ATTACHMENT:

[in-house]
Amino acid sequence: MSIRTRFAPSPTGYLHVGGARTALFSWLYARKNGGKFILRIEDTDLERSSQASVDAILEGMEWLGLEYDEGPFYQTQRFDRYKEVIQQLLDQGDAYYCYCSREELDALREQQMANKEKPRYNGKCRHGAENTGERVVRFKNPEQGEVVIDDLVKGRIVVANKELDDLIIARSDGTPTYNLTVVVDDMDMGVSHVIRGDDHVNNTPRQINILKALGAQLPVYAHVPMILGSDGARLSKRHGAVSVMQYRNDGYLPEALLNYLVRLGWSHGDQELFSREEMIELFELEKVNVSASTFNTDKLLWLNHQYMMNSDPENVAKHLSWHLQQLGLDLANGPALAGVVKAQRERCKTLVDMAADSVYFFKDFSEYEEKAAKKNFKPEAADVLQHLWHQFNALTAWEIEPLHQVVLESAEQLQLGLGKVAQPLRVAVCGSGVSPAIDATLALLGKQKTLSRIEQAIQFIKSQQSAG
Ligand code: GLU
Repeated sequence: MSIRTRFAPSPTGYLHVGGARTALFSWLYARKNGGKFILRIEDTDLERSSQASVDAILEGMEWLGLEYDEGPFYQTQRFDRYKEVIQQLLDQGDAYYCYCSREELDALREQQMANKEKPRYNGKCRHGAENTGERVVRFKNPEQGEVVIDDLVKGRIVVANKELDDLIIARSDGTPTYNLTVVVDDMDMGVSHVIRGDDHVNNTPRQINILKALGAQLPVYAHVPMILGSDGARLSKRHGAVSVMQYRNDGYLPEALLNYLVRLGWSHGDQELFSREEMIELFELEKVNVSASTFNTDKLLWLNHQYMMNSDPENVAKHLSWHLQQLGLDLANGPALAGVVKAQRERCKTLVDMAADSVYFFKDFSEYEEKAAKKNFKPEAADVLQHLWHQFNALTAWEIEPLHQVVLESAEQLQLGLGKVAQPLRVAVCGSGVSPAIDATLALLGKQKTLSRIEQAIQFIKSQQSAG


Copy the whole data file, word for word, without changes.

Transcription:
[in-house]
Amino acid sequence: MSIRTRFAPSPTGYLHVGGARTALFSWLYARKNGGKFILRIEDTDLERSSQASVDAILEGMEWLGLEYDEGPFYQTQRFDRYKEVIQQLLDQGDAYYCYCSREELDALREQQMANKEKPRYNGKCRHGAENTGERVVRFKNPEQGEVVIDDLVKGRIVVANKELDDLIIARSDGTPTYNLTVVVDDMDMGVSHVIRGDDHVNNTPRQINILKALGAQLPVYAHVPMILGSDGARLSKRHGAVSVMQYRNDGYLPEALLNYLVRLGWSHGDQELFSREEMIELFELEKVNVSASTFNTDKLLWLNHQYMMNSDPENVAKHLSWHLQQLGLDLANGPALAGVVKAQRERCKTLVDMAADSVYFFKDFSEYEEKAAKKNFKPEAADVLQHLWHQFNALTAWEIEPLHQVVLESAEQLQLGLGKVAQPLRVAVCGSGVSPAIDATLALLGKQKTLSRIEQAIQFIKSQQSAG
Ligand code: GLU
Repeated sequence: MSIRTRFAPSPTGYLHVGGARTALFSWLYARKNGGKFILRIEDTDLERSSQASVDAILEGMEWLGLEYDEGPFYQTQRFDRYKEVIQQLLDQGDAYYCYCSREELDALREQQMANKEKPRYNGKCRHGAENTGERVVRFKNPEQGEVVIDDLVKGRIVVANKELDDLIIARSDGTPTYNLTVVVDDMDMGVSHVIRGDDHVNNTPRQINILKALGAQLPVYAHVPMILGSDGARLSKRHGAVSVMQYRNDGYLPEALLNYLVRLGWSHGDQELFSREEMIELFELEKVNVSASTFNTDKLLWLNHQYMMNSDPENVAKHLSWHLQQLGLDLANGPALAGVVKAQRERCKTLVDMAADSVYFFKDFSEYEEKAAKKNFKPEAADVLQHLWHQFNALTAWEIEPLHQVVLESAEQLQLGLGKVAQPLRVAVCGSGVSPAIDATLALLGKQKTLSRIEQAIQFIKSQQSAG